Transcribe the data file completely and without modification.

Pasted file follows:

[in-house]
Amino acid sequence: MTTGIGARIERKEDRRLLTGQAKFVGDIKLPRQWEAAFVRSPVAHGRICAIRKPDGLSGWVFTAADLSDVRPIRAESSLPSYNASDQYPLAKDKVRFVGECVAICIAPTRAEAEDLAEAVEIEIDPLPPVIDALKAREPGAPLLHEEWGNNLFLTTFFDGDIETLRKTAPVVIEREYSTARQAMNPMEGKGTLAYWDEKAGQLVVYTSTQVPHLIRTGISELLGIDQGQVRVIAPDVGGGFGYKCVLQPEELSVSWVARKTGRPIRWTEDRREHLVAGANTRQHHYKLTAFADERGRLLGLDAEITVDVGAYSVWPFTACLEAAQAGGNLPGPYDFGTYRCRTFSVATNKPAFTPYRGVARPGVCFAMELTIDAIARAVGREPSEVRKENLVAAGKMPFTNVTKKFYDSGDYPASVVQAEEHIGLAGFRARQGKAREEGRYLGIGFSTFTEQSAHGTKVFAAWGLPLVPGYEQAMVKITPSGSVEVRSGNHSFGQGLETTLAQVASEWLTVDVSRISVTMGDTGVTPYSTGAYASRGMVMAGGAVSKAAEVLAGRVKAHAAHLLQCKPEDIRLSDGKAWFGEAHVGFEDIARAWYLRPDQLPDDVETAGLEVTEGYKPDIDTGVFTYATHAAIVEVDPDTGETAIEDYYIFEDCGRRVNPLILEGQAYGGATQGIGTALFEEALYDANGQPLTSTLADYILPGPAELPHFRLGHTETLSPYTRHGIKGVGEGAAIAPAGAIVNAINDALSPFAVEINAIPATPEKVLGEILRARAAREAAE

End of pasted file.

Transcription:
[in-house]
Amino acid sequence: MTTGIGARIERKEDRRLLTGQAKFVGDIKLPRQWEAAFVRSPVAHGRICAIRKPDGLSGWVFTAADLSDVRPIRAESSLPSYNASDQYPLAKDKVRFVGECVAICIAPTRAEAEDLAEAVEIEIDPLPPVIDALKAREPGAPLLHEEWGNNLFLTTFFDGDIETLRKTAPVVIEREYSTARQAMNPMEGKGTLAYWDEKAGQLVVYTSTQVPHLIRTGISELLGIDQGQVRVIAPDVGGGFGYKCVLQPEELSVSWVARKTGRPIRWTEDRREHLVAGANTRQHHYKLTAFADERGRLLGLDAEITVDVGAYSVWPFTACLEAAQAGGNLPGPYDFGTYRCRTFSVATNKPAFTPYRGVARPGVCFAMELTIDAIARAVGREPSEVRKENLVAAGKMPFTNVTKKFYDSGDYPASVVQAEEHIGLAGFRARQGKAREEGRYLGIGFSTFTEQSAHGTKVFAAWGLPLVPGYEQAMVKITPSGSVEVRSGNHSFGQGLETTLAQVASEWLTVDVSRISVTMGDTGVTPYSTGAYASRGMVMAGGAVSKAAEVLAGRVKAHAAHLLQCKPEDIRLSDGKAWFGEAHVGFEDIARAWYLRPDQLPDDVETAGLEVTEGYKPDIDTGVFTYATHAAIVEVDPDTGETAIEDYYIFEDCGRRVNPLILEGQAYGGATQGIGTALFEEALYDANGQPLTSTLADYILPGPAELPHFRLGHTETLSPYTRHGIKGVGEGAAIAPAGAIVNAINDALSPFAVEINAIPATPEKVLGEILRARAAREAAE